First, you are missing the point. It’s not ‘total costs of labor for corporations.’ It is income received by employees — as opposed to wages or salary. More and more of the income employees have been receiving has been in the form of benefits. Only because of an accounting anomaly is this income not counted.
Because wages and prices were controlled during WWII, FDR’s administration allowed benefits not to be taxed as income — to give unions something they could bargain for and thus justify their dues. This ‘emergency’ measure logically should have been rescinded after the war, but was not. Nevertheless, money paid by employers to subsidize benefits they receive really is income that otherwise would be paid as wages or salary.
You are right though that the growing contingent workforce of contractors and freelancers is often not getting extra benefits. (A smart contractor has to charge enough to pay for her own benefits.)
Second, regarding the mystery of lagging productivity growth, a useful article in Quartz summarized three main explanations:
- We may not be measuring productivity correctly.
- Businesses haven’t been investing in becoming more productive.
- The productivity slowdown is really an innovation slowdown.
You can take your pick.
Personally, I’m skeptical about #3. It seems to overlook, among other things, the explosive impact AI and advanced robotics are starting to have on the whole economy.
I think the mis-measurement problem is a bigger factor than some believe. Think about Linux — that OS produces immensely valuable services. Users pay little or nothing for them. But the work of developing and maintaining the software is contributed by a legion of unpaid volunteers. Traditional labor productivity measures only count work performed by employees. The Linux Foundation has estimated the value of the OS as $5 billion, but having no employees, that would imply infinite productivity. (Actually, the estimate is based roughly on what you would have had to pay programmers to write all that code, considering the total number of hours needed and average programmer compensation.)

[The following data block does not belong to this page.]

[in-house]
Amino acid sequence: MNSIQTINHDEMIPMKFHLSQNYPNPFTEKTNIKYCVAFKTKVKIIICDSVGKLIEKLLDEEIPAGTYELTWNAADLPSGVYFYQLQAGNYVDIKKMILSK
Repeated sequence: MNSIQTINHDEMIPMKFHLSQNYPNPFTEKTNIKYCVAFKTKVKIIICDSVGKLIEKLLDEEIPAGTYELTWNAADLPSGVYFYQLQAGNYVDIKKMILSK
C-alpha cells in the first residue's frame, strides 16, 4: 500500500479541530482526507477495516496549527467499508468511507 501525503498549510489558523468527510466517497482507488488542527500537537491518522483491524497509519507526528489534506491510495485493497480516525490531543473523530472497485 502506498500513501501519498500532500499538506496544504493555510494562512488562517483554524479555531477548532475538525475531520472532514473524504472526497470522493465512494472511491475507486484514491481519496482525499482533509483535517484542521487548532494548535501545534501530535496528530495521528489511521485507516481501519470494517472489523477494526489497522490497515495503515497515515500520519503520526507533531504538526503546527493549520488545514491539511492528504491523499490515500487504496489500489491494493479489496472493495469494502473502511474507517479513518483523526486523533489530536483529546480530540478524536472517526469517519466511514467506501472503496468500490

Another manifestation is Baumol’s ‘cost disease.’ Baumol presumed that as the economy shifted to segments of services — from performing arts to education to healthcare — where productivity is immune to improvement, or maybe even measurement, costs would rise. But those sectors are not as immune to innovation and efficiency as Baumol and his colleagues believed.
For instance: “Baumol and Bowen pointed out that the same number of musicians is needed to play a Beethoven string quartet today as was needed in the 19th century; the productivity of classical music performance has not increased.” Not so. Recording and then radio enabled the same number of musicians in the 20th century and beyond to entertain a vastly greater number of people than they had when people had to go to the musicians’ venue to hear a performance. MOOCs are not as transformative as some think, but they do enable a professor to teach his course to tens of thousands of students instead of just dozens.
As for #2, I think that the migration of both money and talent to ‘financial engineering’ over the last couple of decades has put too much resources into intangible, often illusory ‘investments.’ The digital profits from ever more exotic financial derivatives are decoupled from any real economic ‘product.’ And too, very low interest rates enable companies to borrow money cheaply to boost stock value by buying back shares — again without producing anything more than numbers.